Noorduyn Norseman – The Story is Far from Told and … Vol.1 Rates an “Airways International” Review

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No sooner do we get a book into print, than readers pop up with supplementary material. This helps keep any story fresh and moving ahead. First to jump aboard re: Noorduyn Norseman, Vol.2 is H.E. “Herb” Smale. From London, Ontario, Herb joined the RCAF at Hagersville in 1946. Trained in radio, he requested a posting to the RCAF crash boat unit at 12 Group (Vancouver). Instead, he was sent to Fort Nelson, BC, far up the wartime Northwest Staging Route. There, one of his tasks involved the Station Flight Norseman in which he would got to ride along, sending radio messages over an HF radio set using a Morse key. (Double click on any photo to see it full size. Thanks to Andrew Yee for high-lighting these important new Norseman pix.)

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Herb submits these photos of Fort Nelson Norsemans 3538, still in wartime yellow with the prominent radio mast (a trademark of BCATP wireless training Norsemans), and 2476 in its flashy new postwar aluminum-with-red paint scheme. Taken on strength in March 1941, 2476 is noted in John Griffin’s seminal Canadian Military Aircraft as serving that year with 119 Squadron at Yarmouth. In July 1942 it was on strength with 121 (Composite) Squadron at Dartmouth. A related in Noorduyn Norseman, Vol.1, from January 17 to 26, 1943 it was stranded due to weather on a desolate frozen lake, while being ferried by F/L S.A. Cheesman from the RCAF repair depot at Scoudouc, New Brunswick, to Goose Bay. Spotted by a patrolling Hudson on January 24, the crew soon was rescued.  Norseman 2476  reached Goose Bay on the 29th. Its ultimate fate presently is unknown.

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Norseman 3538 joined the RCAF in January 1942, serving that year along the Northwest Staging Route. In January 1944 it began a stint with 4 Wireless School, where it flew from the RCAF satellite station at Burch, Ontario, not far from Brantford. Late in 1944 it supported Ex. Eskimo, a major cold-weather exercise in Northern Saskatchewan (Noorduyn Norseman, Vol.1). From August to October 1946 it conducted experimental aerial spray trials at RCAF Station Suffield in Southern Alberta (also in Vol.1). It’s noted as joining North West Air Command in August 1948. It was struck off RCAF strength in June 1953. From then into 1957 it served the Royal Norwegian Air Force as “R-AY”. Finally, it had a long career in civil aviation in Norway and Sweden, and today resides in the aviation museum at Arlanda Airport near Stockholm.

While he was at Fort Nelson, LAC Herb Smale’s request for an aircrew slot was accepted. In 1949-50 he trained at RCAF stations Clinton and Trenton in radio and air gunnery, then flew many years in Maritime Air Command on the Lancaster, Neptune and Argus. From 1965-68 he commanded 407 Squadron at Comox. As Colonel Smale, Herb finished his career as Base Commander Greenwood, retiring in 1974.

Airways Mag Jan. 2014 Meanwhile .. it’s encouraging to report the newest book review for Noorduyn Norseman, Vol.1. This has just appeared in the January 2014 edition of Airways International: The Global Review of Commercial Flight (airwaysmag.com). Written by “The King of Airways”, John Wegg, have a look at how it goes:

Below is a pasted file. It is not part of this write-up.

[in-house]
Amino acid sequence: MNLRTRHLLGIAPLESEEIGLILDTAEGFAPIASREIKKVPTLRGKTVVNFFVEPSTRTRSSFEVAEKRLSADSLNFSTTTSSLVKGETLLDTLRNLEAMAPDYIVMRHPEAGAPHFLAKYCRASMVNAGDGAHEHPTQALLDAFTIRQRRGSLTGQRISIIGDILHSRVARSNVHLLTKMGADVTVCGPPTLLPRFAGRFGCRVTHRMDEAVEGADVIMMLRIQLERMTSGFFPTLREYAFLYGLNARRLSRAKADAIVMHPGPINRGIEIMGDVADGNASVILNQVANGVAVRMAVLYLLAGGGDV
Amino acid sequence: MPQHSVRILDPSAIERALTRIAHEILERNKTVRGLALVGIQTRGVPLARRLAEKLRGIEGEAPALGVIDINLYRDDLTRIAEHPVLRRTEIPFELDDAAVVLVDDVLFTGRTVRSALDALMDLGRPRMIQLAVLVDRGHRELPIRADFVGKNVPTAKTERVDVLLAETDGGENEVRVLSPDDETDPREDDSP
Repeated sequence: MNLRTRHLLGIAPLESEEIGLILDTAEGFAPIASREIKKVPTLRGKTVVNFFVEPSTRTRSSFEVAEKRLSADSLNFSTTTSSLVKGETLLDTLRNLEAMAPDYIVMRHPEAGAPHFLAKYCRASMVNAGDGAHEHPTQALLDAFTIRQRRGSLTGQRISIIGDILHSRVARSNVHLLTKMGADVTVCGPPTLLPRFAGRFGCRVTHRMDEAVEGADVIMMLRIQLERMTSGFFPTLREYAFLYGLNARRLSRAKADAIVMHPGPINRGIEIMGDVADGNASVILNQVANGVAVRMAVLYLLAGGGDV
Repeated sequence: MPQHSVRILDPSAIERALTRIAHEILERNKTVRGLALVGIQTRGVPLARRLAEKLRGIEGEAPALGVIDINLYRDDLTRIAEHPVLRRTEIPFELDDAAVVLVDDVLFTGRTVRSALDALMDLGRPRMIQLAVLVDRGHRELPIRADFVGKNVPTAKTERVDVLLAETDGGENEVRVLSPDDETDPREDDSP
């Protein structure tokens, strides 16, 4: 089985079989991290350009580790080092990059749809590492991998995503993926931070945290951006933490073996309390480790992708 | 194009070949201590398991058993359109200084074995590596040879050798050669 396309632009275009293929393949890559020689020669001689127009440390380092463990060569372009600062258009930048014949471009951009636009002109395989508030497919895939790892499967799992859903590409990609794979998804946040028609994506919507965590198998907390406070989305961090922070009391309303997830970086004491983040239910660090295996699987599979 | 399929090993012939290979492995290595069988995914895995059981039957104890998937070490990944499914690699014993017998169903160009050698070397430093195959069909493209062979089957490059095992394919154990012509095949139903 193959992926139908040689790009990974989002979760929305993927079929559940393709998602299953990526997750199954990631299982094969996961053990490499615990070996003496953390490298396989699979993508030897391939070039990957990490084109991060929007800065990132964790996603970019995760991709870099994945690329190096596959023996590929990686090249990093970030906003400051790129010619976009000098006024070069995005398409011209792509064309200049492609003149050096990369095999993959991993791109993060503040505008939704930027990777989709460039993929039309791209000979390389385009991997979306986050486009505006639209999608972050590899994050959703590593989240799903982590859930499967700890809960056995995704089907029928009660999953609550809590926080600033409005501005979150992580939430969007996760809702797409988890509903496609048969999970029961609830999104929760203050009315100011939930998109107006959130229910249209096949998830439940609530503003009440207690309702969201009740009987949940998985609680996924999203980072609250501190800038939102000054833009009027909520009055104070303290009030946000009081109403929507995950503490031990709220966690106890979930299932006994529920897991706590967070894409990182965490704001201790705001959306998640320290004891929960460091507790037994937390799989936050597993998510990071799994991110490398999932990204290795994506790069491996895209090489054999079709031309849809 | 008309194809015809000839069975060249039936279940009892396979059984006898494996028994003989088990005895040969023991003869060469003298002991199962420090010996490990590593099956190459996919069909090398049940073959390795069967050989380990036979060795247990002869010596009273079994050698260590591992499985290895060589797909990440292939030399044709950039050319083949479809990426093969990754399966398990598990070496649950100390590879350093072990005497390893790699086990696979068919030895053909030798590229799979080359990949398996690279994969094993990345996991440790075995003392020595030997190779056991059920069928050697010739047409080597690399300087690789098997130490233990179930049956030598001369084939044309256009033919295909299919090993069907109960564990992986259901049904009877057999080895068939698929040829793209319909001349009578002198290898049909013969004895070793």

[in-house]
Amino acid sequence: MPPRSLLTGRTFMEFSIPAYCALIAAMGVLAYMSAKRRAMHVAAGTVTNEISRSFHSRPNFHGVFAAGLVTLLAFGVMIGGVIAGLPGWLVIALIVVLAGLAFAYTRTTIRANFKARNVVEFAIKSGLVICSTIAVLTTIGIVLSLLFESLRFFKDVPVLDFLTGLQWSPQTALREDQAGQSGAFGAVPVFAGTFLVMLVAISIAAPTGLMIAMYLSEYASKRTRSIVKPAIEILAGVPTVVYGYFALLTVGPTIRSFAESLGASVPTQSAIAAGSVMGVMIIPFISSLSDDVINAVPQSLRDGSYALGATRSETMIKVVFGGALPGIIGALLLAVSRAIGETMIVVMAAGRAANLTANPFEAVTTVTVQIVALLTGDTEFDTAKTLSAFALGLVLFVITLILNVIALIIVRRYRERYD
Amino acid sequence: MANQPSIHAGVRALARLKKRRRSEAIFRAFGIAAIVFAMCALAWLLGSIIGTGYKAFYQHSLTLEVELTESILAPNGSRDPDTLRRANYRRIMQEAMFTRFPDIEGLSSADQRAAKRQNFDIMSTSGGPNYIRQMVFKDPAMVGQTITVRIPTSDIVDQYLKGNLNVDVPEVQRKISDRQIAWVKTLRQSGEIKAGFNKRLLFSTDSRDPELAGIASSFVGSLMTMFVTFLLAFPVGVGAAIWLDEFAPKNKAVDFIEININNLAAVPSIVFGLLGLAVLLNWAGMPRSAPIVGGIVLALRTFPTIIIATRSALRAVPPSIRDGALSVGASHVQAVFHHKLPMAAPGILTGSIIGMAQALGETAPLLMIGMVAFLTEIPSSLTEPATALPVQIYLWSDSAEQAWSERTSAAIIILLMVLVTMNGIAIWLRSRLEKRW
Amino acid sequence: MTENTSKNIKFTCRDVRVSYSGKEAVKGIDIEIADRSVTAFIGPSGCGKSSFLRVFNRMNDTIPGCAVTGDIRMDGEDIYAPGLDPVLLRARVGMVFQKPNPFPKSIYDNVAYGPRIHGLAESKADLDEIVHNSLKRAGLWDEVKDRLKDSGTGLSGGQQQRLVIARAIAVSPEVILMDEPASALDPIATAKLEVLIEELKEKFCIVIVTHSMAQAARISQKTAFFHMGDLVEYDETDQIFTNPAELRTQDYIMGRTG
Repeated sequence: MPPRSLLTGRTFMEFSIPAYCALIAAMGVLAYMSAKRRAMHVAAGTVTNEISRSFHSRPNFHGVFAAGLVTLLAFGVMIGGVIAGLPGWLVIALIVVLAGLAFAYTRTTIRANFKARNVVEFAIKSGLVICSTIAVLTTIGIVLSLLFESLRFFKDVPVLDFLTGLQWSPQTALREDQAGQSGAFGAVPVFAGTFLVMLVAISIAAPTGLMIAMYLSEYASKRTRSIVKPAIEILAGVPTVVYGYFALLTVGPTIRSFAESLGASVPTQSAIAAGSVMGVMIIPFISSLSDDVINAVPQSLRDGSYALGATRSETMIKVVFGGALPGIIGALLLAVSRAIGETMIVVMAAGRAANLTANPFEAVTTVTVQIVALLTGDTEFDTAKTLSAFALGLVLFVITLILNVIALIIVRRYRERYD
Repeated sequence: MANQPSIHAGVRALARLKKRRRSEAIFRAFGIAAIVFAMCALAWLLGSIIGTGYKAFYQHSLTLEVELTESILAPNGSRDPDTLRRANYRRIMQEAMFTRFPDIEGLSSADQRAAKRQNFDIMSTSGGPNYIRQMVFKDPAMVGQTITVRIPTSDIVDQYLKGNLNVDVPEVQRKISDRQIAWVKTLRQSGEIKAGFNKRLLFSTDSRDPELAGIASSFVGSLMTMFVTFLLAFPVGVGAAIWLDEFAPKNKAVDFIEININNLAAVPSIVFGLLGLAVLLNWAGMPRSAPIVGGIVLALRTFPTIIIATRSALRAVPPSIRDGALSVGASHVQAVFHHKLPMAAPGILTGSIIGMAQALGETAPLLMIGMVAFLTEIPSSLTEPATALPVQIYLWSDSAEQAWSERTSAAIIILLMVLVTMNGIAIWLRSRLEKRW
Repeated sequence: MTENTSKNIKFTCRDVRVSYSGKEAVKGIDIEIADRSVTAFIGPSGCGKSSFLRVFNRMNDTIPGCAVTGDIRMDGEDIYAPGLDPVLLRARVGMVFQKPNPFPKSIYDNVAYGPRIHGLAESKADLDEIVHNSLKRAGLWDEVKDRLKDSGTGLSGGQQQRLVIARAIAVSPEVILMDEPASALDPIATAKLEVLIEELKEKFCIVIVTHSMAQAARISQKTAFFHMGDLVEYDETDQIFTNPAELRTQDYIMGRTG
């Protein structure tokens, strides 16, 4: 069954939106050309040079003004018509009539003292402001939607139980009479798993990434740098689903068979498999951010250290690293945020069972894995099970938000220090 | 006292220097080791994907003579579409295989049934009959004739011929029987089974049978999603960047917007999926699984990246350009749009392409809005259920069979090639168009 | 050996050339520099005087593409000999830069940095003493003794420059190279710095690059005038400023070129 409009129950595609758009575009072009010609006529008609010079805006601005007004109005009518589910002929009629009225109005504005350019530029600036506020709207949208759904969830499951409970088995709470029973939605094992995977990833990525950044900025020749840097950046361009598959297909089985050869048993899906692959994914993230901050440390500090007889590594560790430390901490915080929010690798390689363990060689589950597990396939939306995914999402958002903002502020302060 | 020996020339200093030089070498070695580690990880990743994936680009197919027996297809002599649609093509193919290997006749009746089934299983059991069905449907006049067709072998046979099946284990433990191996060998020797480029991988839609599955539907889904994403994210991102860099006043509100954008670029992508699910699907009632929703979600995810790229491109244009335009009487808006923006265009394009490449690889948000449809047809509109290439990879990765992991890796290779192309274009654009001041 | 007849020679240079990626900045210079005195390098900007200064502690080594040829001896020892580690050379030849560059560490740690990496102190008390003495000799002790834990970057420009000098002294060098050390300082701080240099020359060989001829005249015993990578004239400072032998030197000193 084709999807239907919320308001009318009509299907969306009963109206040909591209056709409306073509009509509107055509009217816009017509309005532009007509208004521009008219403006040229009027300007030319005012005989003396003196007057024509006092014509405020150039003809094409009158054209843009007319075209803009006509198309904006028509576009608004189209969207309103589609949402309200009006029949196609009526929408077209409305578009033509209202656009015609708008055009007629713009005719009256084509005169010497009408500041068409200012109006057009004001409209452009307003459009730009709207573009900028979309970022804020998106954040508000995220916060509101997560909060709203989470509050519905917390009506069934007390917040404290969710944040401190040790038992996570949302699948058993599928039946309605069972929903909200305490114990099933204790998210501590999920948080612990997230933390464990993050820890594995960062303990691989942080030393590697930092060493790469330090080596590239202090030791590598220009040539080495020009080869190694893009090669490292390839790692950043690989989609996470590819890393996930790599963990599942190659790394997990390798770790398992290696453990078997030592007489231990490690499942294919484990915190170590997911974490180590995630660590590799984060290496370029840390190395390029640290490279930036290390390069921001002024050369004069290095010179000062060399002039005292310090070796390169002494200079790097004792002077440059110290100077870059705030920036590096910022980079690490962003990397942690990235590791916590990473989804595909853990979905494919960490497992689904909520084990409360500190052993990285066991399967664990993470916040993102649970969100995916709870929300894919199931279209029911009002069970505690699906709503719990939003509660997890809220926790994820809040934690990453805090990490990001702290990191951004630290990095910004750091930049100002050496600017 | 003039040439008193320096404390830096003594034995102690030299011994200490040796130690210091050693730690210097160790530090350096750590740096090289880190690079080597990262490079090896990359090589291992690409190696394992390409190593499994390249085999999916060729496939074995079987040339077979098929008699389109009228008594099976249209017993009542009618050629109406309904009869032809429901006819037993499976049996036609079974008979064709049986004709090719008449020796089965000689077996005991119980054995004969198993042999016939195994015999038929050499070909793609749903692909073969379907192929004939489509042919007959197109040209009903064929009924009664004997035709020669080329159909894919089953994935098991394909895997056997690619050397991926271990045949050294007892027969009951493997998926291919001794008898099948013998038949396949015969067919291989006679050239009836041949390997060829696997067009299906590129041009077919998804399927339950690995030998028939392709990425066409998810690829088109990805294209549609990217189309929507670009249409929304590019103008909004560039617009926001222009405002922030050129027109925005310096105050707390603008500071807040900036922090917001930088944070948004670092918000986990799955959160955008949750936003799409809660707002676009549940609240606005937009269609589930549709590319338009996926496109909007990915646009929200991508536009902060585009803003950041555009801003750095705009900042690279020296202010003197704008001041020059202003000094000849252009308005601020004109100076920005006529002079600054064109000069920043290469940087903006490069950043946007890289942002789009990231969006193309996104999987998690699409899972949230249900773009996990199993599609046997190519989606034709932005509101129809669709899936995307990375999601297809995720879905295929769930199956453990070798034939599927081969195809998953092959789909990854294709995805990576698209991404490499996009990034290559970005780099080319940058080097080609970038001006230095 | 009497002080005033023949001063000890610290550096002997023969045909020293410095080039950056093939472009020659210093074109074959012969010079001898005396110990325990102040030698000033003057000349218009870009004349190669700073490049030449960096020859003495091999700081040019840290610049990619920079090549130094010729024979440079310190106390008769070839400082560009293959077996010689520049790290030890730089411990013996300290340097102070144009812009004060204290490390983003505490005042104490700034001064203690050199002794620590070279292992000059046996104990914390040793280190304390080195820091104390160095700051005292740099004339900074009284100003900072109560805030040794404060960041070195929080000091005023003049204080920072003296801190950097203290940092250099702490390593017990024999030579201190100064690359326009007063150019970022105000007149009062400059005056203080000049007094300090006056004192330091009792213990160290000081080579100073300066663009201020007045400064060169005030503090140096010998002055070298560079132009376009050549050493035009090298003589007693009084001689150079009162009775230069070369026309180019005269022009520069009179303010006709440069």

To paraphrase publisher Larry Milberry’s introduction, ‘More than 75 years have passed since the Norseman first flew and the brilliant design of Robert Noorduyn has become the enduring symbol of everything typifying the Canadian bushplane. The Norseman blazed new trails in the North, serving trappers, hunters, fishermen, prospectors, explorers, sportsmen, missionaries, medical people, policemen, government representatives, military personnel, and all others inhabiting or visiting Canada’s remoter geographical niches. Whatever these people needed, the Norseman carried it all. Inevitably, the saga of the Norseman arose, and every saga needs a good book, but none ever appeared.’

Until now, that is, and heeding what he calls readers’ complaints about his overly large books, Milberry has divided his subject into two volumes. The first covers the genesis of the Norseman and its career through Word War II and the transition into a more peaceful world. A dozen chapters examine all facets of this aircraft’s development, such as design, early sales and operations, Royal Canadian Air Force and US military service, commercial use during the war, and search and rescue operations.

As CANAV ‘regulars’ already know, Milberry’s approach is to combine facts from original documents with the stories of those associated with the subject, drawing upon logbooks and personal albums. The result is, as expected, another splendid title, the 33rd from this award-winning publisher.

Richly illustrated, with intelligent and well- researched captions to accompany the hundreds of period photos, this is a fact-filled and comprehensive account of bushplane history by two of Canada’s leading aviation writers (Halliday is a retired Canadian War Museum historian). Finally, the saga of the Norseman has been told in superlative style. I can’t wait for the second volume, which as a bonus is illustrated in color throughout.

 

Reminder to  EuroZone bibliophiles … pick up your copies of Norseman Vol.1 and Vol.2 at  Henk Timmers’ Aviation Megastore at Amsterdam-Schiphol Airport. Email: henk@aviationmegastore.com.

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